A researcher from Waikato University, Apo Aporosa, recently visited Samoa, Tonga, Fiji and Vanuatu to gauge reaction to his study funded by New Zealand's Health Research Council that examines kava and drink driving.
Aporosa said he was advising people to avoid a trend he observed in the Pacific called a 'wash-down'.
He said this is when people drink alcohol after a traditional kava session that can last for hours.
“What is unknown is whether or not that washdown process, having that beer or mixing kava and alcohol or whatever, is a safe practice. The message we are pushing at the moment is that there is some suspicion that it is not, and so we are trying to encourage more people not to do that,” said Aporosa.
Aporosa said more research was needed in this area.
Aporosa also said he is urging people who drink kava in New Zealand that originates from the Pacific to make sure they purchase the product from a reputable trader.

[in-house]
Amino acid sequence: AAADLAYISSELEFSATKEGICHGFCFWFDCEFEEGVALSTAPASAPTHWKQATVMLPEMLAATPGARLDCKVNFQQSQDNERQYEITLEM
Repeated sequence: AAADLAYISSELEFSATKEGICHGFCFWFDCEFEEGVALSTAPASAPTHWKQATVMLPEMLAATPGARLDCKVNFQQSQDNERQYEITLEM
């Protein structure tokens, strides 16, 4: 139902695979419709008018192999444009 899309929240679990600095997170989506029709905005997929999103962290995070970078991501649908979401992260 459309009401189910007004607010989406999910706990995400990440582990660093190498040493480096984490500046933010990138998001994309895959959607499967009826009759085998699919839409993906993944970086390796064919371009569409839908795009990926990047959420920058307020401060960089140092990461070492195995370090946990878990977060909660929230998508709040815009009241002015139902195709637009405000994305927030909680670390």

Kava in New Zealand now sells for $US$75 a kilogramme compared to US$20 just 18 months ago.
Aporosa said some Kava sellers were diluting their product.
“One of the concerns though, is that we still have some unethical people in some of the process who are cutting kava and taking out some and replacing it with flour and other bits of rubbish so some of the kava that we are drinking here in New Zealand is being adulterated, purely for profit,” said Aporosa.
Aporosa said people in this country seem to be interested in buying kava because it is cheaper than alcohol.
He said in New Zealand it is estimated more than 20,000 people use kava on any given Friday or Saturday night....